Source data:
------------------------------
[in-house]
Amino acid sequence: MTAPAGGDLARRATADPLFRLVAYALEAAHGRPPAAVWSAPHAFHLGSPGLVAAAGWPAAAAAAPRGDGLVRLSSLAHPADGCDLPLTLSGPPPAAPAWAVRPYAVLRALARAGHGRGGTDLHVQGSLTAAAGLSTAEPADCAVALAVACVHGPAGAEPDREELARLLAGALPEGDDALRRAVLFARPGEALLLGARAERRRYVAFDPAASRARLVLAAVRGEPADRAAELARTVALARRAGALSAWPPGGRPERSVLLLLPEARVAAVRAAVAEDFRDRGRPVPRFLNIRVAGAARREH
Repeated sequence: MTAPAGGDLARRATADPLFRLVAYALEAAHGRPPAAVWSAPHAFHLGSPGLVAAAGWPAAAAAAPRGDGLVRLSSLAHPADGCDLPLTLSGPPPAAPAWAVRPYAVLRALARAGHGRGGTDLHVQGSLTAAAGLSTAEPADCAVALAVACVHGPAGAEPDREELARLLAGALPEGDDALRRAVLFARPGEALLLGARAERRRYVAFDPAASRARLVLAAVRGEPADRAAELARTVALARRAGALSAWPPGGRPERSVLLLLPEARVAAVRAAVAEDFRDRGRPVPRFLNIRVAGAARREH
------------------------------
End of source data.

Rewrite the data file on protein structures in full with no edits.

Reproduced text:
[in-house]
Amino acid sequence: MTAPAGGDLARRATADPLFRLVAYALEAAHGRPPAAVWSAPHAFHLGSPGLVAAAGWPAAAAAAPRGDGLVRLSSLAHPADGCDLPLTLSGPPPAAPAWAVRPYAVLRALARAGHGRGGTDLHVQGSLTAAAGLSTAEPADCAVALAVACVHGPAGAEPDREELARLLAGALPEGDDALRRAVLFARPGEALLLGARAERRRYVAFDPAASRARLVLAAVRGEPADRAAELARTVALARRAGALSAWPPGGRPERSVLLLLPEARVAAVRAAVAEDFRDRGRPVPRFLNIRVAGAARREH
Repeated sequence: MTAPAGGDLARRATADPLFRLVAYALEAAHGRPPAAVWSAPHAFHLGSPGLVAAAGWPAAAAAAPRGDGLVRLSSLAHPADGCDLPLTLSGPPPAAPAWAVRPYAVLRALARAGHGRGGTDLHVQGSLTAAAGLSTAEPADCAVALAVACVHGPAGAEPDREELARLLAGALPEGDDALRRAVLFARPGEALLLGARAERRRYVAFDPAASRARLVLAAVRGEPADRAAELARTVALARRAGALSAWPPGGRPERSVLLLLPEARVAAVRAAVAEDFRDRGRPVPRFLNIRVAGAARREH